TechLaw Symposium at NALSAR University of Law, Hyderabad – Press Note

[Ed Note : The following press note has been authored by Shweta Rao and Arvind Pennathur from NALSAR University of Law. Do watch  this space for more details on the symposium!}

On the 9th of September NALSAR University of Law’s Tech Law Forum conducted its first ever symposium with packed panels discussing a variety of issues under the broad theme of the Right to Privacy. This symposium took place against the backdrop of the recent draft Data Protection Bill and Report released by the Srikrishna Committee.

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PATENTING OF HUMAN GENES: Intellectual Property vs Access to Healthcare & Research

In the case briefs of Myriad Genetics vs Associated Molecular Pathology, amongst the several moving stories of victims of gene patents, contained the story of Abigail, a 10-year-old with a long QT syndrome, a serious heart condition that, if left untreated, could result in sudden death. A company in this case had obtained patent on two genes associated with this condition and developed a test to diagnose the syndrome. But then they went bankrupt and never offered such tests. Another lab tried to offer the test to Abigail, but the previous company which held the patent to such diagnosis threatened to sue the lab for patent infringement. So as a result, for 2 years, no test was available. During that time, Abigail died of undiagnosed long QT.

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Rights of persons with disability and Copyright

Ed. Note.: This post, by Benjamin Vanlalvena, is a part of the NALSAR Tech Law Forum Editorial Test 2016.

How are disabled persons affected by Copyright Law?

The onset of the digital era has brought in an ease of access for persons with disabilities greater access to resources earlier not available not to them through assistive technology.

Copyright laws are set in place to protect the interest of the right-holder of the creative work. However, every time a visually impaired, blind or print disabled person wanted to convert the work into a format compatible with a screen reading software, they would have to reproduce the book in its entirety. A lot of E-books and other similar digital media content have Digital Rights Management (DRM) Systems which place technical restrictions to prevent the copies from being copied. This conflict between persons with disabilities having the right to access information and the copyright holder’s right to control copying of their work created an obstacle for such persons with disabilities leading to a ‘global book famine’. According to the World Blind Union, roughly 5 percent of the millions of books published were made available in formats which would be accessible to persons who are blind, visually impaired or print disabled. This is a cause of concern considering that there are 285 million persons in the world who are blind, visually impaired and print disabled, 90 percent of whom live in low-income settings in developing countries.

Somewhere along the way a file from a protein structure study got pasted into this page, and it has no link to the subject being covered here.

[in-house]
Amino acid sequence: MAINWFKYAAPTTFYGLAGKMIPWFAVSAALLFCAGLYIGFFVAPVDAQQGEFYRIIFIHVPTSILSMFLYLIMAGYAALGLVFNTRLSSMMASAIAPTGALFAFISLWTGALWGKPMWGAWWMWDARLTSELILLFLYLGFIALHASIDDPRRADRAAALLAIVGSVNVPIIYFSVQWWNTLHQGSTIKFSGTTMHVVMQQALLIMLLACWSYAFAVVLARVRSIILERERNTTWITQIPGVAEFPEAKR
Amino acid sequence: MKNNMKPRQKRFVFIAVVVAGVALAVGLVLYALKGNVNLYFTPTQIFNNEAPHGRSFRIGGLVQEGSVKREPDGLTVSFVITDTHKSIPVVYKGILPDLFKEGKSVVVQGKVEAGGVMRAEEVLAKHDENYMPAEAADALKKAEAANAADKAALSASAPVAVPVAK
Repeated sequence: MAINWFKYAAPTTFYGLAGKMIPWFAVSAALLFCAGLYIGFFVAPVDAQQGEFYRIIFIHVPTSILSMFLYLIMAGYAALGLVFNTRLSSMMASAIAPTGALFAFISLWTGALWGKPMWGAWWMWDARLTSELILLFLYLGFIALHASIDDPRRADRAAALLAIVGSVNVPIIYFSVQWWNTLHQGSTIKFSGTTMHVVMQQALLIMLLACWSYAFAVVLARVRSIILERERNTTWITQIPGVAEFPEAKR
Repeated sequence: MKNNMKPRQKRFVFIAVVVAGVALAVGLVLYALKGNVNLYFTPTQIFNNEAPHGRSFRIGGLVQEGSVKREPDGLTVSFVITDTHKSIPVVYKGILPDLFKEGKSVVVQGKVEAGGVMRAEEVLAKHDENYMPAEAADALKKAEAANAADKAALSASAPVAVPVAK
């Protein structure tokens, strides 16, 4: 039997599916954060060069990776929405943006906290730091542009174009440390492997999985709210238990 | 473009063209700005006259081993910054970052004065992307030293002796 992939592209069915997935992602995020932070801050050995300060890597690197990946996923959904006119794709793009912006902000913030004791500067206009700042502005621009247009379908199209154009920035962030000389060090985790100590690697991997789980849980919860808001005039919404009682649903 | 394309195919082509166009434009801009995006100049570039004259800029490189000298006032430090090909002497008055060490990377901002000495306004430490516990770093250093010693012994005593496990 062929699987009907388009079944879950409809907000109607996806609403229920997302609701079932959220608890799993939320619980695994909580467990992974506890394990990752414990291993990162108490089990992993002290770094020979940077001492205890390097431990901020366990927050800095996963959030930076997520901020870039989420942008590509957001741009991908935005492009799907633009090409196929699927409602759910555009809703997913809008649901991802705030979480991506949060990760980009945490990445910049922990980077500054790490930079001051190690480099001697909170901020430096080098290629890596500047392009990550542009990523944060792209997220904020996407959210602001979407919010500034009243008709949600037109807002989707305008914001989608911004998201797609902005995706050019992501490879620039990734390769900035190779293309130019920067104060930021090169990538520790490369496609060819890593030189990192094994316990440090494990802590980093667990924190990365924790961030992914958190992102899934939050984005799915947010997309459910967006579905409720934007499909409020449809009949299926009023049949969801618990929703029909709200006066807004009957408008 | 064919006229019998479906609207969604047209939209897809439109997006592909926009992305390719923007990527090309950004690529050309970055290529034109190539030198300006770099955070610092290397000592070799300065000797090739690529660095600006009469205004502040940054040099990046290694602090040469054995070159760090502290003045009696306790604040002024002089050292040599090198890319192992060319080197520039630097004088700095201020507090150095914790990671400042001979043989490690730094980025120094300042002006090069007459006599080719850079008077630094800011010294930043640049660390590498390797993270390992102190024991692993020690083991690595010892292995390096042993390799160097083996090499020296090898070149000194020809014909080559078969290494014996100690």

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The Curious Case of Academic Journals

One of the prominent ways of ‘decorating’ our Curriculum Vitae (CV) is lacing it up with published research papers or articles in renowned academic journals. Not just students, but also teachers, scientists and academicians prefer submitting their works to noteworthy journals of their respective academic disciplines. In cases of public-funded research, the journals get the research almost free of cost, but they charge exorbitant amounts in giving access to these academic articles. Elsevier, the biggest academic journal publisher, made a profit of $1.2 billion on revenues of £2.1 billion in 2011. Yes, it does make Murdoch look like a socialist! In this blog post, I will discuss two possible solutions to this significant problem, first, getting rid of the system of journals altogether and secondly, open access journals along with their pros and cons.

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Public.Resource.Org and others petition Bureau of Indian Standards for Open Access

(Image Source https://flic.kr/p/aCWXFf)

Public.Resource.Org along with other civil liberties advocates in India and Abroad has filed a petition with the Bureau of Indian Standards asking it to make its standards publicly available for free online. The petition is an commendable and crucial step forward for the right to information. The supporters of the petition include Carl Malamud, the founder of Public.Resources.Org, the petitioning organisation, Dr. Vinton G. Cerf, the Father of the Internet, Sri Sam Pitroda, one of the pioneers of communications innovation in India, Swaraj Paul Barooah (KnowGAP, SpicyIP), Dr. Sushant Sinha (IndianKanoon), Dr. Dhrubayyoti Sen (IIT-Kharagpur), Dr. T.I. Eldho, IIT-Bombay, and Mr. Srinivas Kodali, Centre for Excellence in Urban Transport, IIT-Madras.

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